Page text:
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World War One – Te Miro Soldier Settlement

In 1916 the Government purchased James Taylor’s 1,200 acre Te Miro property for soldier settlement. Except for 2,000 acres of run-down pasture on the top terrace, known as ‘the old race course’, the block was mainly in bush, scrub and fern. Access was by way of the Sanatorium Hill and along a clay road for four miles. Later a road via Fencourt and Flume Road was formed.

The settlement was advertised as ‘first class land adjoining Te Waikato Sanatorium and Fencourt and Whitehall settlements’. A portion was said to be suitable for dairying, the balance being grazing land suitable for sheep and cattle. The settlement was well watered by streams and springs and there was a creamery about three miles distant in the Fencourt settlement. The nearest post office was Cambridge, but there was a mail delivery five days a week at the sanatorium by a coach belonging to that establishment.

The first ballot was 27 February 1918 and the returned soldiers to receive farms were:

Name Army Number Section Acres
Percy Wallace Sampson 5/46 68 99
Frank Keyte 17/105 17 193
Charles Fredr Victor Roberts 13/2363 67 10 *
Stephen Christopher Kiddell 13/1694 14 102
Alfred Bergquist 13/257 5 226 #
William Septimus Bradshaw 13/9 64 11 #
David Causer Mitchell 21302 2 234 #
Kenneth Arthur Hankins 13/801 11 160 *
Jas Francis Mulholland 12/3536 12 135 *
Herbert Oliver Lamb 23/1915 13 130 #
Ivan Dyche Woodroffe 5/528 15 205
Chas Claude Craig 12/71 30 121 *
Norman Reginald Davenport R N A S 35 389 #
Stewart Dawson Low 12/3081 38 228
Alfred Ernest Jamieson 10097 39 290
Cochrane Ferrall 7/1068 66 99
Stephen Joseph Geary 12/737 69 361
William David Rennie 46859 35 787
George Moore 2/907 40 98
Samual Neels 4/655 10 225 *
William Jas Elliot 24/1651 18 181
Alexander McInnes 11/2768 26 233
John Henry Brock 17558 4 227 *
Robert Brinkworth 13725 16 103 *
James Isaac Needham 26/126 27 316 *
Jas Henry Lonergan 2/249 28 208 *
Ernest Jas Evans 28 323 #
Henry George Rodewald 22868 22 92 #
Walter Robert Burr 22934 10 225 #
Henry Albert Print 8/4208 29 207 #
William McKee 23020 7 226 #
Frederick Ernest Walker 11/1610 69 361 #

By 1920 nine settlers had forfeited their land * and more soldiers tried their luck.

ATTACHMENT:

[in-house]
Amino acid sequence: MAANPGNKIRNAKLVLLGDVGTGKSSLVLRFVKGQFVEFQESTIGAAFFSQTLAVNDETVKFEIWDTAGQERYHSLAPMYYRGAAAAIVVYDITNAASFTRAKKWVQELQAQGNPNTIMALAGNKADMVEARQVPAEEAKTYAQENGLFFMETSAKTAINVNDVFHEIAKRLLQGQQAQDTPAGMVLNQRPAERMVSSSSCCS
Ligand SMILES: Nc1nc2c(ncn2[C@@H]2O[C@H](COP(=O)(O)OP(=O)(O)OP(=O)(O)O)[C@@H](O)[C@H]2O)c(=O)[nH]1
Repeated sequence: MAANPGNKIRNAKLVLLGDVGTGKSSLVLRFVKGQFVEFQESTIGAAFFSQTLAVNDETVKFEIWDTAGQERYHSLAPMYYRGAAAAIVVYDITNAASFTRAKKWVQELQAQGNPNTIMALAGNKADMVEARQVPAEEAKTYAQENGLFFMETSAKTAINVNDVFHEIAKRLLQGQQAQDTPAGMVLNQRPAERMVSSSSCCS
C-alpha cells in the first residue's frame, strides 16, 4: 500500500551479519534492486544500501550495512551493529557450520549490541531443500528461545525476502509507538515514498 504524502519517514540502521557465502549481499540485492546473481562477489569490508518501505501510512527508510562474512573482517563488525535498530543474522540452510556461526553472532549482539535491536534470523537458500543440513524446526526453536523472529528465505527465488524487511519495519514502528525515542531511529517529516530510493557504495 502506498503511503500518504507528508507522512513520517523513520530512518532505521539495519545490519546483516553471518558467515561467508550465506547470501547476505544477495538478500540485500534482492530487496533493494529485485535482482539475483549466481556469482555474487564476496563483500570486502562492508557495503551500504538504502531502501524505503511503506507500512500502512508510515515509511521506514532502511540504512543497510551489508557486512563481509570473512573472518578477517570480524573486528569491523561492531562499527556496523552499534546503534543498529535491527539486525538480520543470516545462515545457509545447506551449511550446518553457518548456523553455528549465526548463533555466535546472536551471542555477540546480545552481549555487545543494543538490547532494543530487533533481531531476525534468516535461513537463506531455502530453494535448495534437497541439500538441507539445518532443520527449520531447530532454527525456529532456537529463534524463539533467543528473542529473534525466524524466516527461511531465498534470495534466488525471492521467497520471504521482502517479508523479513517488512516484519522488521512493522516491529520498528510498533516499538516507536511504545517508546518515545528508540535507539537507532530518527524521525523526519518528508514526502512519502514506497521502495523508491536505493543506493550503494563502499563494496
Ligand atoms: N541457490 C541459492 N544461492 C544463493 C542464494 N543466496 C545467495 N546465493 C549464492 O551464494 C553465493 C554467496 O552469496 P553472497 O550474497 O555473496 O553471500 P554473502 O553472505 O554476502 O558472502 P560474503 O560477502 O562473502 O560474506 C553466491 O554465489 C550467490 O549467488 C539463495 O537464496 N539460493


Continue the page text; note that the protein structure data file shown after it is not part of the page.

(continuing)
William Richard Shaw 13/851 36 80
Harold William Bennett 14/95 8, 44, 45 139
Hardrood Mackinder 17/384 34 564
Oscar Johnson 26112 1, 9 434 #
Alan Stuart Grey 13/62 20 227
Reginald Willson Brown 10138 66 99
Harold Kidd 42124 31 332 #
Andrew Curnow 29 207
David Forde Livingstone 23/812 33 166
Jas H S Bamforth 10/954 65 102
Hugh Pierpont Hewitt 21152 (21)22,23,77 (142)461
Bernard Parker de Lautour 9/2029 32, 70 669
Andrew Christie 25261 1 227
Percival John Hill 24/1077 30 121 #
Bessie Keyte 22/134 14 102
John Henry Scarlet 34440 11 162 #
William Lionel de Lautour 9/30 28 208
Victor Harold Lynds 12/401 2/27 159 #
John Anderson Thompson 26717 13 130
Archibald Paton 15766 41 79

 

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By 1925 another sixteen soldiers had forfeited #.

Ref: Register of Returned Soldiers at National Archives Wellington

Many factors were responsible for the initial failure of the settlement and the abandonment by many soldier settlers of their farms. The main reasons were the lack of financial assistance by the government and the depression of 1921 when butter was 8d a pound and wool dropped to 6d a pound. They had to pay £80 per ton for wire while cartage cost for timber exceeded that of the material. In July 1921 the settlers again asked for a remission in rent.

Another setback was a plague of rabbits and, with deer and pigs, crops just disappeared over night. It was not until the Maungakawa Rabbit Board was formed in 1920 that it was possible to farm more economically. Mr Bamforth, in a talk to the Cambridge Historical Society in 1958, recalled that he ‘lived in a tent for three months before building a two-roomed shack’.

A number of the soldier farmers were determined to battle on and made remarkable progress in spite of predictions that the settlement was doomed to failure.

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Researched and written by Eris Parker
Ref: Cambridge Museum Archives
National Archives Wellington

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